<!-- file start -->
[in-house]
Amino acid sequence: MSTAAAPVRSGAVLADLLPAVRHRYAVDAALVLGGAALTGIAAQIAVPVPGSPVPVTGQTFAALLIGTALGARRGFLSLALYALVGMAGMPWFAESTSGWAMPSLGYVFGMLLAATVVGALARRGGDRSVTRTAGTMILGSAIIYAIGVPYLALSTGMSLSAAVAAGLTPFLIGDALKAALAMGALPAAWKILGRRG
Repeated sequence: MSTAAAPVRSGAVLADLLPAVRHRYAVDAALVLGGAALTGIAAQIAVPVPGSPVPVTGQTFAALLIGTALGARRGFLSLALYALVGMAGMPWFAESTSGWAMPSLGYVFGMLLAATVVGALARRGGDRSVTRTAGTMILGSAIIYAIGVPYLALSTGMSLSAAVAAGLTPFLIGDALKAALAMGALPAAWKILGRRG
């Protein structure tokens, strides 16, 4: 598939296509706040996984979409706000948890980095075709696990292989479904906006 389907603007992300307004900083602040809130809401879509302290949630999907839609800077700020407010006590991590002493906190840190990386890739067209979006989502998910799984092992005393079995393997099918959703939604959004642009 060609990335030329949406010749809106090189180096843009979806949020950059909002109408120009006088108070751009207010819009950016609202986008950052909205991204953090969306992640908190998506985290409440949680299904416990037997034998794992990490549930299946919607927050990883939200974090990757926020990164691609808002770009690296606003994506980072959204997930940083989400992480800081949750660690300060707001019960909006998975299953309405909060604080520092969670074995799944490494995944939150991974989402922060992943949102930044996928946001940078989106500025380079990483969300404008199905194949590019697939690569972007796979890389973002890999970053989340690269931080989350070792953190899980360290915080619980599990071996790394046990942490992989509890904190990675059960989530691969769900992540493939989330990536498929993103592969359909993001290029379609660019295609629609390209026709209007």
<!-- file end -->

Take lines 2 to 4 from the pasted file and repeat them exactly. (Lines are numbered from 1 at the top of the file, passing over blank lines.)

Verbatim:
Amino acid sequence: MSTAAAPVRSGAVLADLLPAVRHRYAVDAALVLGGAALTGIAAQIAVPVPGSPVPVTGQTFAALLIGTALGARRGFLSLALYALVGMAGMPWFAESTSGWAMPSLGYVFGMLLAATVVGALARRGGDRSVTRTAGTMILGSAIIYAIGVPYLALSTGMSLSAAVAAGLTPFLIGDALKAALAMGALPAAWKILGRRG
Repeated sequence: MSTAAAPVRSGAVLADLLPAVRHRYAVDAALVLGGAALTGIAAQIAVPVPGSPVPVTGQTFAALLIGTALGARRGFLSLALYALVGMAGMPWFAESTSGWAMPSLGYVFGMLLAATVVGALARRGGDRSVTRTAGTMILGSAIIYAIGVPYLALSTGMSLSAAVAAGLTPFLIGDALKAALAMGALPAAWKILGRRG
């Protein structure tokens, strides 16, 4: 598939296509706040996984979409706000948890980095075709696990292989479904906006 389907603007992300307004900083602040809130809401879509302290949630999907839609800077700020407010006590991590002493906190840190990386890739067209979006989502998910799984092992005393079995393997099918959703939604959004642009 060609990335030329949406010749809106090189180096843009979806949020950059909002109408120009006088108070751009207010819009950016609202986008950052909205991204953090969306992640908190998506985290409440949680299904416990037997034998794992990490549930299946919607927050990883939200974090990757926020990164691609808002770009690296606003994506980072959204997930940083989400992480800081949750660690300060707001019960909006998975299953309405909060604080520092969670074995799944490494995944939150991974989402922060992943949102930044996928946001940078989106500025380079990483969300404008199905194949590019697939690569972007796979890389973002890999970053989340690269931080989350070792953190899980360290915080619980599990071996790394046990942490992989509890904190990675059960989530691969769900992540493939989330990536498929993103592969359909993001290029379609660019295609629609390209026709209007």